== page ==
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Sign of the times

Worldwide, 80% of citizens want stronger action on climate change

The United Nations Development Programme just released its second edition of the Peoples’ Climate Vote survey. Over 73,000 people speaking 87 different languages across 77 countries were asked 15 questions on climate change. Key findings for 2024:

  • Four out of five people worldwide want their governments to take stronger action on climate change, showing overwhelming support for more ambitious climate efforts.
  • The survey found that 86% of respondents want countries to set aside geopolitical differences and collaborate on addressing climate change.
  • Majorities in 20 of the world's largest greenhouse gas-emitting countries, including the US, China and India, support stronger climate action, with percentages ranging from 66% (US and Russia) to 93% (Italy).
  • In five of the main emitters (Australia, Canada, France, Germany and the United States), women are more strongly in favor than men of their country strengthening its commitments. The gender gap is largest in Germany.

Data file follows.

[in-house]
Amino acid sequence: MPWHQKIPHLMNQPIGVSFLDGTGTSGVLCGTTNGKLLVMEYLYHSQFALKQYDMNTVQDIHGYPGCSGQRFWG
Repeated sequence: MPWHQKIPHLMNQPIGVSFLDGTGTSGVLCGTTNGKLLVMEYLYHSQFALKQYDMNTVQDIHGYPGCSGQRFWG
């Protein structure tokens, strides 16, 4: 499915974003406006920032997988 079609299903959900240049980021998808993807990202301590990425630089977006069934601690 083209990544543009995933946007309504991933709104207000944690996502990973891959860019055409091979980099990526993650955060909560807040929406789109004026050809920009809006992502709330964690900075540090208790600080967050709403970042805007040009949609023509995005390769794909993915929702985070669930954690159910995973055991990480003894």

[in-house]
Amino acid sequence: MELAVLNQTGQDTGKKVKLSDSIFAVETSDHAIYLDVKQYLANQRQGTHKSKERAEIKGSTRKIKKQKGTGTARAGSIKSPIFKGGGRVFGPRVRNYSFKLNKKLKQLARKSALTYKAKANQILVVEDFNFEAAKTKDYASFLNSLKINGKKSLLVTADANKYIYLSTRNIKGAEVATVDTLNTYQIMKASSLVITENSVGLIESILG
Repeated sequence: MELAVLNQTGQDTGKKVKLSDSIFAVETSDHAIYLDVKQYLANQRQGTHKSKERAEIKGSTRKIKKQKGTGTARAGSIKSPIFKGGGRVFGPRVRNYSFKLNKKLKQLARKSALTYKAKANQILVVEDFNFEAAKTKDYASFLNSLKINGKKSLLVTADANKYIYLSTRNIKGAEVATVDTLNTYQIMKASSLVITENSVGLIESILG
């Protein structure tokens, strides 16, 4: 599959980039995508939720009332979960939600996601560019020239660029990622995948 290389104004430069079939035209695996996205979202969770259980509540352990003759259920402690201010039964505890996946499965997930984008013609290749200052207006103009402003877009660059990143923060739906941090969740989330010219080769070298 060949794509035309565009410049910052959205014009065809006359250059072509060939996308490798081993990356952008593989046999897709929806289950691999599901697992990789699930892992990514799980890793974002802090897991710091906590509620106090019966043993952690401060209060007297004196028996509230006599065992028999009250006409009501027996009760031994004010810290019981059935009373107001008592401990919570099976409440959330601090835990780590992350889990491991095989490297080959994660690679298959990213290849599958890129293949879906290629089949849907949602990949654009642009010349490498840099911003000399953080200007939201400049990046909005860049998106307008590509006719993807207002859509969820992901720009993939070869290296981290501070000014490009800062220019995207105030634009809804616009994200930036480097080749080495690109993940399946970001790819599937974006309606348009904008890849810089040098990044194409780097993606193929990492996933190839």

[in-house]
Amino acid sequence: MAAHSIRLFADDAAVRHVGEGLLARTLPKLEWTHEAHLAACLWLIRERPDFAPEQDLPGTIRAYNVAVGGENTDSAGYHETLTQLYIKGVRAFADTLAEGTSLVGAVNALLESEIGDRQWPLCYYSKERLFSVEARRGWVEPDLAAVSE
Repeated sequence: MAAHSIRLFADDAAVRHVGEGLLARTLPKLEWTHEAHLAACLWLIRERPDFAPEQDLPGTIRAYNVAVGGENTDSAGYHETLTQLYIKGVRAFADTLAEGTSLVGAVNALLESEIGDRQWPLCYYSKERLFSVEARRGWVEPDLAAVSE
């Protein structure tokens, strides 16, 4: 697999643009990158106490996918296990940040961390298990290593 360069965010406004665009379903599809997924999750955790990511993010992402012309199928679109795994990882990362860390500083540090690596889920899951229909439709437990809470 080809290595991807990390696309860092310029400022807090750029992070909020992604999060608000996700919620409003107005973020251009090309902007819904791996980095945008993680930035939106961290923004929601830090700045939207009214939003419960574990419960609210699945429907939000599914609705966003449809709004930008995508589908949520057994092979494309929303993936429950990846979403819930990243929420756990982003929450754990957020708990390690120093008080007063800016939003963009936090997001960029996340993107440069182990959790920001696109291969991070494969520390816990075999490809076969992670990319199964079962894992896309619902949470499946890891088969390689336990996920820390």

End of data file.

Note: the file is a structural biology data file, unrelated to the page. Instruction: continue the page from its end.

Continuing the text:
• 72% of respondents globally favor a rapid transition away from fossil fuels, including majorities in countries that are among the top 10 producers of oil, coal, or gas.
  • Climate change is impacting people's major life decisions, with 69% of global respondents saying it affects choices like where to live or work, rising to 74% in Least Developed Countries.
  • Over half of those surveyed are more worried about climate change than they were last year.

Representing 87% of the world's population, The People's Climate Vote survey is focused on understanding how people experience the impacts of climate change and how they want their leaders to respond. You can find the full report here.